Jewish life on a Jesuit campus? It’s not a contradiction in terms. Just ask Ilana Schachter, a rabbinical student at Hebrew Union College-Jewish Institute of Religion’s Jack H. Skirball Campus in Los Angeles.
The Manhattan native, who will be ordained May 13 at Temple Israel of Hollywood, has been responsible for building and growing a Jewish presence at Loyola Marymount University (LMU) ever since she was hired there as Hillel Rabbi/Coordinator of Jewish Student Services in October 2010. The part-time position will be expanded to full time beginning June 1.
LMU is a Catholic university in West Los Angeles that was founded in 1911 and has nearly 6,000 undergraduate students. Of those, approximately 350 are Jewish.
“I basically spent the first year just having one-on-ones with Jewish students, trying to build the community one student at a time,” said Schachter, 28.
Circumstances make her duties a bit unusual. For one, Hillel is considered an LMU student club instead of an independent center for Jewish life, making Schachter the group’s advisor. In addition, she acts as the campus rabbi, a resource to the rest of the campus community, and a sounding board for prospective Jewish students.
While some are attracted by the school’s strong academics, small size, and beautiful campus, they often come to her with reservations: Is Mass a requirement? (No, although it is part of certain campus events.) Is there mandatory Catholic coursework? (No. The theology requirement can be met by studying any number of religions.)
And even though the Jesuit mission is central to the university, Schachter said it has much in common with her own faith tradition. Consider, she said, that LMU’s mission focuses on shared values: the encouragement of learning, the education of the whole person, and the service of faith and promotion of justice.
“These values of the mission are fully aligned with my Jewish mission,”she said. “When I talk about this mission, I usually compare it to Al shlosha d’varim:on three things the world stands: on learning, Torah, and service and the promotion of justice.”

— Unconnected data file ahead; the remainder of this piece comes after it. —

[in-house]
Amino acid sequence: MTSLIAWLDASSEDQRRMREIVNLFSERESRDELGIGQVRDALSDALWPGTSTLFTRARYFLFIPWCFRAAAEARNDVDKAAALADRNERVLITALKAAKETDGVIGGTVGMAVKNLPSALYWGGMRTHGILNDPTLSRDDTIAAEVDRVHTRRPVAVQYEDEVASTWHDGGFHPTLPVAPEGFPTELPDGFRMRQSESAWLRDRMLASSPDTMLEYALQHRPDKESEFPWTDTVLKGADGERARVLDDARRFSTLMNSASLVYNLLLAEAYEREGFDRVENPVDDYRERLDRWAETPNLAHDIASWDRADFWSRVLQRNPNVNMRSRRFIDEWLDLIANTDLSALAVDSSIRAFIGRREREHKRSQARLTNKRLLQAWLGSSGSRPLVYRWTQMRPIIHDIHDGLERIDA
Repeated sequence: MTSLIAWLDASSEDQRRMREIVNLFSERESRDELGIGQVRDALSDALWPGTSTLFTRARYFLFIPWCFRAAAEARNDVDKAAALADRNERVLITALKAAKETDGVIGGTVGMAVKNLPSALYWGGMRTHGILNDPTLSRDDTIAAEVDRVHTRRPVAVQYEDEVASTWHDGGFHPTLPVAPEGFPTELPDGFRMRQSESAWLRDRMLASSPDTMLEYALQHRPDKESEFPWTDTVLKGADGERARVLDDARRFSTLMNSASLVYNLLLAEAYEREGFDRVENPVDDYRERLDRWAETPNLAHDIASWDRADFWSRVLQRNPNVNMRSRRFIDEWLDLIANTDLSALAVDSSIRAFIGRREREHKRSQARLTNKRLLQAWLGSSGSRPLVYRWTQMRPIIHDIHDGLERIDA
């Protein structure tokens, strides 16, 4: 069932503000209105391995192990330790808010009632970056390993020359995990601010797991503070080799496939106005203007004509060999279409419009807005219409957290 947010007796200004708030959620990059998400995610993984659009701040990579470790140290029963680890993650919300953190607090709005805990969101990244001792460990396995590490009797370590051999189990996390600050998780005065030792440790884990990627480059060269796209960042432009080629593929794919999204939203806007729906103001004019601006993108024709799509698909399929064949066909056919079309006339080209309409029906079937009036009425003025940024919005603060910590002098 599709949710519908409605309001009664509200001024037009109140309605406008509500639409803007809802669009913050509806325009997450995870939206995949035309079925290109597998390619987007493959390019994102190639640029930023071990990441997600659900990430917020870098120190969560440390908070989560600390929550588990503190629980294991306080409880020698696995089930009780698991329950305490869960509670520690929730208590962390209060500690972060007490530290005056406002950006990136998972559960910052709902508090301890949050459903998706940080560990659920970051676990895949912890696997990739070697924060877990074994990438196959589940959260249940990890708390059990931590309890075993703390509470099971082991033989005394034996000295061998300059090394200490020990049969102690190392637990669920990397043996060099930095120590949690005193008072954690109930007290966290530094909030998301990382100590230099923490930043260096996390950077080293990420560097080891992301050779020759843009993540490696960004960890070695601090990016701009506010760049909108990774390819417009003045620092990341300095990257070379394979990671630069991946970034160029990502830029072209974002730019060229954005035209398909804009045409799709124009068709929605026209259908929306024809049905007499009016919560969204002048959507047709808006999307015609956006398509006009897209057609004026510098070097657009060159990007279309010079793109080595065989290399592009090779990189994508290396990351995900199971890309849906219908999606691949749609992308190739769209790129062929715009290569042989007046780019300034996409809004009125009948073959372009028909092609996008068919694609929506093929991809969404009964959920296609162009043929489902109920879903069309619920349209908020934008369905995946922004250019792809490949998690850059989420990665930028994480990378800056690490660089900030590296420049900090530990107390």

During her time at the university, Schachter has organized a number of large-scale activities, both to energize the university’s Jewish population and engage with the rest of the campus community. Each semester Hillel hosts a large educational Shabbat dinner, and there are Hanukkah and Purim parties too.
For the High Holy Days, she introduced a service and dinner on the night of Rosh Hashanah and a pre-fast meal for Yom Kippur. Shuttles transported students to local synagogues for the rest of the services.
Perhaps most satisfying, though, was this year’s Simhat Torah service that used two Torah scrolls owned by the university. They had been used previously for educational purposes but not religious ones.
“For the first time ever we took out the Sifrei Torah and I read from the end of Deuteronomy and the beginning of Genesis,”Schachter said. “The room was packed. All these people were there dancing and singing Aneinu. It was really awesome.”
Dr. Lane Bove, LMU’s Senior Vice President for Student Affairs, attended the event and was blown away. She said the university would like to build on its history of connecting to the Jewish community in Los Angeles, increasing Jewish enrollment until there is a critical mass.
“I feel very strongly that having an understanding of diversity, whether it’s religious, ethnic, geographic, or cultural makes us all better people,”she said.
Bove said that Schachter, a graduate of Brown University, has been a perfect fit for collegiate life.
“She has great positive energy. She’s very smart. She’s willing to engage in the conversation,”Bove said. “We’re very pleased that she’s here.”
Schachter brings other expertise to the position as well. Prior to enrolling in HUC-JIR, she aspired to become a sommelier, taking a formal course and working in one of Mario Batali’s wine stores. That raises the question of whether she replaces Manischewitz with something a little fancier at her campus-wide Shabbat events?
“Only my own personal Shabbat dinners,”she said. “We’re still on a pretty tight budget.”
Founded in 1875, Hebrew Union College-Jewish Institute of Religion is North America's first institution of higher Jewish education and the academic, spiritual, and professional leadership development center of Reform Judaism. HUC-JIR educates men and women for service to North American and world Jewry as rabbis, cantors, educators, and nonprofit management professionals, and offers graduate programs to scholars and clergy of all faiths. With centers of learning in Cincinnati, Jerusalem, Los Angeles, and New York, HUC-JIR's scholarly resources comprise the renowned Klau Library, the American Jewish Archives, research institutes and centers, and academic publications. In partnership with the Union for Reform Judaism and the Central Conference of American Rabbis, HUC-JIR sustains the Reform Movement's congregations and professional and lay leaders. HUC-JIR's campuses invite the community to cultural and educational programs illuminating Jewish heritage and fostering interfaith and multiethnic understanding. www.huc.edu